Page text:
Solidarity is assisting an Eskom engineer in an internal grievance procedure that has been denied promotion in two different posts over the past five months for being white and male.
His appointment to a third position for which he applied, and which was initially awarded to him, is now also in the balance because his current management objected to it, allegedly because he is white.
This despite the fact that Eskom’s affirmative action plan was suspended in February due to acute skills shortages.
Thobile Lamati, director-general of labour, told Rapport in February that Eskom’s affirmative action plan was suspended following representations by Phakamani Hadebe, then chief executive.
The affirmative action plan at that stage stipulated that by March 2020, Eskom had to reduce the number of white engineers by 336 to 980 men and 298 women to make these post levels representative of the national demographics.
Hadebe’s request for deferral to meet these requirements was granted by the Department of Labour, Lamati told Rapport in February.
However, it was not announced that affirmative action was temporarily suspended, says Deon Reyneke, deputy chief executive of the trade union Solidarity.
“Documents related to the complaints (from our client) clearly show that Eskom’s managers and even human resources staff are blissfully unaware that the company’s affirmative action plan has been suspended due to severe skills shortages, especially at power stations.”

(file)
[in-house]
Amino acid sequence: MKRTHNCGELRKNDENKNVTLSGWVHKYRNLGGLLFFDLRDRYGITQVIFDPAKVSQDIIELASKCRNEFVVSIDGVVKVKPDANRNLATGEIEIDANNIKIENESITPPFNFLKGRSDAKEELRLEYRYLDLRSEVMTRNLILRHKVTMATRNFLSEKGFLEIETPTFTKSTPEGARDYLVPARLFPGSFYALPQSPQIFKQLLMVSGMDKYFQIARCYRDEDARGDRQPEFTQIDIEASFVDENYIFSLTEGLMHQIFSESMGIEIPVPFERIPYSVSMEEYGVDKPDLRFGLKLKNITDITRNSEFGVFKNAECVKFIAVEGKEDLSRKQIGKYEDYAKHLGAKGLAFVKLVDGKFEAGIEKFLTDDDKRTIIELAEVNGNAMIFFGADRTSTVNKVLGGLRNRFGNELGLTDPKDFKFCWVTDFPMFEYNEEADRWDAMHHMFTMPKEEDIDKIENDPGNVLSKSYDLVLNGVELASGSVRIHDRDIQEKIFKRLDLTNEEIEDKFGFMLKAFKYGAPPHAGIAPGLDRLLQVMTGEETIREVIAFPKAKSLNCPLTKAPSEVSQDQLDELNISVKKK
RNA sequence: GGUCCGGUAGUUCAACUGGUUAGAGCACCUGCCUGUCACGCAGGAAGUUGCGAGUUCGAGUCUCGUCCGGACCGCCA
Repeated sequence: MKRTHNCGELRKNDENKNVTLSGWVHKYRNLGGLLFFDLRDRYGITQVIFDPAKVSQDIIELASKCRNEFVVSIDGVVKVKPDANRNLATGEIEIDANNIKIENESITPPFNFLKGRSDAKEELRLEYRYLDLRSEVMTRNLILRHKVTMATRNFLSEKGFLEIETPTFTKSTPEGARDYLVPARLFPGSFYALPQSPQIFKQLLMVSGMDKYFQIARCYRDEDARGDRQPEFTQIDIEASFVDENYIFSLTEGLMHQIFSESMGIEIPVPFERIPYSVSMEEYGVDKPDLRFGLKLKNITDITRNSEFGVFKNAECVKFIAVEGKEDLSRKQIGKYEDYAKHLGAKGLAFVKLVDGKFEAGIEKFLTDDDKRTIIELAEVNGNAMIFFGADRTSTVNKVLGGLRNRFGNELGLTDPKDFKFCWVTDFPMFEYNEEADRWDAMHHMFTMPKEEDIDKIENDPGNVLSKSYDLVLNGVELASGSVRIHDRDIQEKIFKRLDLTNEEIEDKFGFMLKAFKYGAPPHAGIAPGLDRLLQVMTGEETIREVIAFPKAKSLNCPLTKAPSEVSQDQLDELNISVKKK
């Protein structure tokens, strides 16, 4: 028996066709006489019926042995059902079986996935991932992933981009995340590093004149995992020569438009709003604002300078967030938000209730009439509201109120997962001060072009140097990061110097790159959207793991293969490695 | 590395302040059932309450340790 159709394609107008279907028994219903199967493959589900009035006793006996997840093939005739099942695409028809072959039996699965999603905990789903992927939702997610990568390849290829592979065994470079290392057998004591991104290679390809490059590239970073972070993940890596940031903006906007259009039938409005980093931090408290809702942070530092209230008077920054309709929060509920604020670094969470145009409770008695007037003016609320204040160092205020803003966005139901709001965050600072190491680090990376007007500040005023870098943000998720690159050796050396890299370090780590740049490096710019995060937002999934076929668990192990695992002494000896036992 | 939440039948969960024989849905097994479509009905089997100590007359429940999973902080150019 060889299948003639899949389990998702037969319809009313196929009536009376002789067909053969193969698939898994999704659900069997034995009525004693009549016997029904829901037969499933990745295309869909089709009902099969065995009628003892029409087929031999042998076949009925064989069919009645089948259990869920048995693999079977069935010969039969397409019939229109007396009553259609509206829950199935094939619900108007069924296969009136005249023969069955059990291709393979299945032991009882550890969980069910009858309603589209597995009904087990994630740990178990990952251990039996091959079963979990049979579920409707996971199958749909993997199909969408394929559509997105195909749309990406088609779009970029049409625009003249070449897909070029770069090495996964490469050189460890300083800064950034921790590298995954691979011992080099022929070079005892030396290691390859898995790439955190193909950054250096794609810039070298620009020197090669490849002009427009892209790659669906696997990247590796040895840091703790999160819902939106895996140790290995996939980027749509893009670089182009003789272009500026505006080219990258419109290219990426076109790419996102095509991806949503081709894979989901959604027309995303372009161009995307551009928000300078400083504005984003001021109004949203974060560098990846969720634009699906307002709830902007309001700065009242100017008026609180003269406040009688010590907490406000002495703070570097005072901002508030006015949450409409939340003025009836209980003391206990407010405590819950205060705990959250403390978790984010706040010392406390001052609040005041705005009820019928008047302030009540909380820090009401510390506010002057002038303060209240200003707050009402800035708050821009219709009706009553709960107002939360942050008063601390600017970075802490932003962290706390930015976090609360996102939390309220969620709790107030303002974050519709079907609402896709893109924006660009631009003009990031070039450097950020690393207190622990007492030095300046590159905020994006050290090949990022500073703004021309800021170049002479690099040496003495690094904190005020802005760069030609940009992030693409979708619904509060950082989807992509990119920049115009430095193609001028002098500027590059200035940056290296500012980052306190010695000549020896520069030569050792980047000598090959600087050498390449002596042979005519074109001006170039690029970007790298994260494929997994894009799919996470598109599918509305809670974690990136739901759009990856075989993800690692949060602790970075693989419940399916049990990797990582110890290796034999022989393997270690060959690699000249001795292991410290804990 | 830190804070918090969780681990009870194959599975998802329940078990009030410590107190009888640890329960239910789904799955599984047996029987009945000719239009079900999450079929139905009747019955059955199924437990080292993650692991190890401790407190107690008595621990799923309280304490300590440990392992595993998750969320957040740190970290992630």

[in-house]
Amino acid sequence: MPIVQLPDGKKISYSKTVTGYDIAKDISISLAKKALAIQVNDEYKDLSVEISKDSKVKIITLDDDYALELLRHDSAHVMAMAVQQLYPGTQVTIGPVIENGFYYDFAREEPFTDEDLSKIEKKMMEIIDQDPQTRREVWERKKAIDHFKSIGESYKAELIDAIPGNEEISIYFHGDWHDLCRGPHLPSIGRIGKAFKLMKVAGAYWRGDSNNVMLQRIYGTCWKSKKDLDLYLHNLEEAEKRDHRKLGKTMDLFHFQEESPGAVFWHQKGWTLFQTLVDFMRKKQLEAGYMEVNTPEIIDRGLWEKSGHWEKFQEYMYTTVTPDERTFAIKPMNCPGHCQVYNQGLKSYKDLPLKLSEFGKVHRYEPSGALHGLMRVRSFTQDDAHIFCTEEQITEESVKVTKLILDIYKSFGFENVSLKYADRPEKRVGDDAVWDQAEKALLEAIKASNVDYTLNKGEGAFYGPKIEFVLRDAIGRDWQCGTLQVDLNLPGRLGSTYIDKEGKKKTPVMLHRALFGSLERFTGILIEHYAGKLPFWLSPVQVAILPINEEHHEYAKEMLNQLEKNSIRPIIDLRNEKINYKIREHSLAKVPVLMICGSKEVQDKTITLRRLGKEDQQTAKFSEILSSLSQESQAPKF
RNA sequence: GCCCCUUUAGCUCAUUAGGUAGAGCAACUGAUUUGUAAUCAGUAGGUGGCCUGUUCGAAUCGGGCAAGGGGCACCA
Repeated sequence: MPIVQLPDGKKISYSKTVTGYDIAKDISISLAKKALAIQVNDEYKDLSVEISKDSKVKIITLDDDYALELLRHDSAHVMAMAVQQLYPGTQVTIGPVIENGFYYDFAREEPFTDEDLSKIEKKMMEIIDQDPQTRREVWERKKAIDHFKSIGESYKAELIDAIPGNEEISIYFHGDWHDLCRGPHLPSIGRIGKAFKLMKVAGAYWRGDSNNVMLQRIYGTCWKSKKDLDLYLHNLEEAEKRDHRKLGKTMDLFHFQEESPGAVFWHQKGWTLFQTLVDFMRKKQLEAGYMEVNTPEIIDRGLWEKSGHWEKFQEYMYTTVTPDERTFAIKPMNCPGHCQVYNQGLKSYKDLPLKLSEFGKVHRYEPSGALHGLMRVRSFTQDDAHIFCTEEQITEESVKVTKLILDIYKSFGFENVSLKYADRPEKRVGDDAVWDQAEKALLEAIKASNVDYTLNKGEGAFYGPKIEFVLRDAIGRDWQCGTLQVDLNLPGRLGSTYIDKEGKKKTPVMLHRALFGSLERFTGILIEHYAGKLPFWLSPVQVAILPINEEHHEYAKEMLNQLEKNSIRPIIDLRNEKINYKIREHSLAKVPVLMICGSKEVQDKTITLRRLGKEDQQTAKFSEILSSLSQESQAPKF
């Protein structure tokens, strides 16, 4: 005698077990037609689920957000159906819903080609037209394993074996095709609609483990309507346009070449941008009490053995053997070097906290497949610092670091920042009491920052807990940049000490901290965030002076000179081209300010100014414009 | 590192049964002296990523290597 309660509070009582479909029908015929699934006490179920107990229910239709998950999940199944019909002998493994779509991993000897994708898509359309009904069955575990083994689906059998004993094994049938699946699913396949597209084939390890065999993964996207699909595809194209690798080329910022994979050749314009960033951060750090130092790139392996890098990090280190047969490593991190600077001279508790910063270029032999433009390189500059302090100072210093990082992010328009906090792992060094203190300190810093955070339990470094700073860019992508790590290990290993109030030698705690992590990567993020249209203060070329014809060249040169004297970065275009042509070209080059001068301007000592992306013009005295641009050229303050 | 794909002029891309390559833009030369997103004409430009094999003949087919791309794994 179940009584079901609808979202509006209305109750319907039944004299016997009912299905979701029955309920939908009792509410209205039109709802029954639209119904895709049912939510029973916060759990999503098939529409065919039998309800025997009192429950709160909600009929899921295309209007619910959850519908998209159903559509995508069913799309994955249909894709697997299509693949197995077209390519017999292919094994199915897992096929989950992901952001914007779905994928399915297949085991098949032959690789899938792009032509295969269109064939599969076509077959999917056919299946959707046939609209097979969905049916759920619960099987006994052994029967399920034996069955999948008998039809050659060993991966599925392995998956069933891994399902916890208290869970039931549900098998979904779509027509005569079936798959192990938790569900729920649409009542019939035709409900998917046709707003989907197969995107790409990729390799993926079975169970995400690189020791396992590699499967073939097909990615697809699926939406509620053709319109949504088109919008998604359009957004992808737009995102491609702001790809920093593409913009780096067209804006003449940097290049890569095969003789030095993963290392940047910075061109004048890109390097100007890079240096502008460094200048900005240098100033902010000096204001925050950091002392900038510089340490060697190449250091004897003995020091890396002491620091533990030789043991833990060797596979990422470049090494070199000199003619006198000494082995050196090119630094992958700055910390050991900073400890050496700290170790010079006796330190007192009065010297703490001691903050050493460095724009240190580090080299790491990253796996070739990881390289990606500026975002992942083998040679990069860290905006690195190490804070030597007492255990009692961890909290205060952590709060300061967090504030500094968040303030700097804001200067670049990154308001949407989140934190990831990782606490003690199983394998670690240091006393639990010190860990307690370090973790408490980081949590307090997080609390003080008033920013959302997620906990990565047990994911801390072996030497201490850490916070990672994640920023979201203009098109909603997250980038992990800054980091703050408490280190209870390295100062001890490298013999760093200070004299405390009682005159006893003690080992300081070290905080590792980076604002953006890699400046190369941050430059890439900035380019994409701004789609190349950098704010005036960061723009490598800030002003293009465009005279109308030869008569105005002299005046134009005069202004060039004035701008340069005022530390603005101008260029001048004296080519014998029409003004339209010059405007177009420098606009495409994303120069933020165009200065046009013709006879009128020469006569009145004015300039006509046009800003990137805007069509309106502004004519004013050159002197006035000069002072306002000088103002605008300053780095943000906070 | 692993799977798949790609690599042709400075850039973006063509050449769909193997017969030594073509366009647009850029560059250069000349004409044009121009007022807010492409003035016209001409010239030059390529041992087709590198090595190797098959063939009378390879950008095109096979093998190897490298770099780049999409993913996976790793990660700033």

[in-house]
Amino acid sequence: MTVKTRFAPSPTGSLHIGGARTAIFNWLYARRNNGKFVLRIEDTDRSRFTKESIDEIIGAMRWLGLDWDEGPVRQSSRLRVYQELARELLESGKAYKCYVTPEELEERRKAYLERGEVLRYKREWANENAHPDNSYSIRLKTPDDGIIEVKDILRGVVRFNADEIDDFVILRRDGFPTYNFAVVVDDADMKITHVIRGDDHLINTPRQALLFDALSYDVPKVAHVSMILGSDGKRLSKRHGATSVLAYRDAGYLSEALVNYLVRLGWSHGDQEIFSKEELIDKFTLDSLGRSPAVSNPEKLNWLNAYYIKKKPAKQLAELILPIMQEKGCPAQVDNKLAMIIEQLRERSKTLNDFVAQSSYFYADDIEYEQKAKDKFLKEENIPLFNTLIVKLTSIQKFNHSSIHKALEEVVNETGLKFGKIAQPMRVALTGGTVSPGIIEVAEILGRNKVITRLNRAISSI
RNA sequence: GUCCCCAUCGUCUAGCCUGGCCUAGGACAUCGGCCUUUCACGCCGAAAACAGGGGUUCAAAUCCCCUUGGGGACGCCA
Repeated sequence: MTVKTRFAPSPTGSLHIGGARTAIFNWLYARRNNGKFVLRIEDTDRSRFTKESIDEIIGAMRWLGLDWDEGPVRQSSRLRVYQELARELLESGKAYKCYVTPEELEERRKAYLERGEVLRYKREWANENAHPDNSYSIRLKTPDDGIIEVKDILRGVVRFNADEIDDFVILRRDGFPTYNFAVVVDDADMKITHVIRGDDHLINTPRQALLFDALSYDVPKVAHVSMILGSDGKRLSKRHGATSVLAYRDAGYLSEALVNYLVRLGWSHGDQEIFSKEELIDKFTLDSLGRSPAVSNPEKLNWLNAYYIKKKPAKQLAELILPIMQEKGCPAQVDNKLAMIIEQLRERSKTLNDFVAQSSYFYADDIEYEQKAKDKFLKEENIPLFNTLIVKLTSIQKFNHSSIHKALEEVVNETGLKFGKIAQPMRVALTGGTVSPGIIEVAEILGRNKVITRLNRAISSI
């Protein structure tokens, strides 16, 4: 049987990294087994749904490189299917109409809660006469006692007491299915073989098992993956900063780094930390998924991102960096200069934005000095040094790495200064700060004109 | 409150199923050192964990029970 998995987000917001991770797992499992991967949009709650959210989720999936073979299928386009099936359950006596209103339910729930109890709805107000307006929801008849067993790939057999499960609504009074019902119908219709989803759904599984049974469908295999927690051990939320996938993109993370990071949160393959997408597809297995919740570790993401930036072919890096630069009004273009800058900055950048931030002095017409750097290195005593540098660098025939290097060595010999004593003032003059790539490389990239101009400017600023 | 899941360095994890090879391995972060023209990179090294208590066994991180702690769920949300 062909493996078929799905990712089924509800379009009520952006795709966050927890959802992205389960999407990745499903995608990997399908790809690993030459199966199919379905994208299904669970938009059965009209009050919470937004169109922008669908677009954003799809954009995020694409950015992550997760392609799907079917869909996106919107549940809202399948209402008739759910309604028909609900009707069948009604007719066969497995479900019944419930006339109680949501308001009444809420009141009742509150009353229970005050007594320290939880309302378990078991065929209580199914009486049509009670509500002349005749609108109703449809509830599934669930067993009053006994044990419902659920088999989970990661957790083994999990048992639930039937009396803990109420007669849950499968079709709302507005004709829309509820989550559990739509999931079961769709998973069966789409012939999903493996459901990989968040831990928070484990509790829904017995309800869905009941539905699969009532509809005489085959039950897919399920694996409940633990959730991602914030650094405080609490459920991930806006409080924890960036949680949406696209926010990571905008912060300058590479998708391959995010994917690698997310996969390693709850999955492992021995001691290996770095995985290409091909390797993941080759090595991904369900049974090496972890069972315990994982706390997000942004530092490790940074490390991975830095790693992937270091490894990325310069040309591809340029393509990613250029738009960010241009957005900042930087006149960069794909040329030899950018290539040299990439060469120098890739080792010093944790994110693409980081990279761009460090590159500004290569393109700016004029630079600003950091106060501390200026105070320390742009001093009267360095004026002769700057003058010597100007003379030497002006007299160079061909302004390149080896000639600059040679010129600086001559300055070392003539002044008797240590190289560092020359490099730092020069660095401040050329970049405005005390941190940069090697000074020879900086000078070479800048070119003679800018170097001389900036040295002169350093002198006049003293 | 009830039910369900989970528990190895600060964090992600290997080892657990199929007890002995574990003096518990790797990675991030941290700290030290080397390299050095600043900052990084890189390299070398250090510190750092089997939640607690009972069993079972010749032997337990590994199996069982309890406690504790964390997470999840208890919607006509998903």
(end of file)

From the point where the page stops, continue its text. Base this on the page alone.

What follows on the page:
Elsie Pule, Eskom’s human resources group head, again confirmed to Rapport on Friday that the affirmative action plan had been suspended, but also acknowledged that very few people in Eskom had ever been informed about it.
“Let the facts speak: fair employment is required by law. We are not trying to exclude white people, but work according to the demographics of the country and the economically active population, ”she said.
“We are working on a project to fill 3,636 positions with internal appointments. In this project, fair employment requirements were abandoned. However, there is a moratorium on external appointments, ”says Pule.
The first job the white engineer applied for was that of a senior risk and reliability engineer at the major Eskom power stations where he works.
He is one of only two engineers there with a so-called state competency certificate. The legislation on machinery requires that anyone who inspects dangerous high-pressure equipment and certifies as safe must have such a certificate.
When the white engineer inquired about it, two of his supervisors told him on various occasions that there was a ban on the promotion of white men in engineering positions. “He now has to sign the risk-based inspections of the equipment on behalf of the other engineer,” Reyneke says.
Public Enterprises Minister Pravin Gordhan said in Parliament earlier this year that there was a serious shortage of critical skills at Eskom, especially to engineers, technologists, and artisans.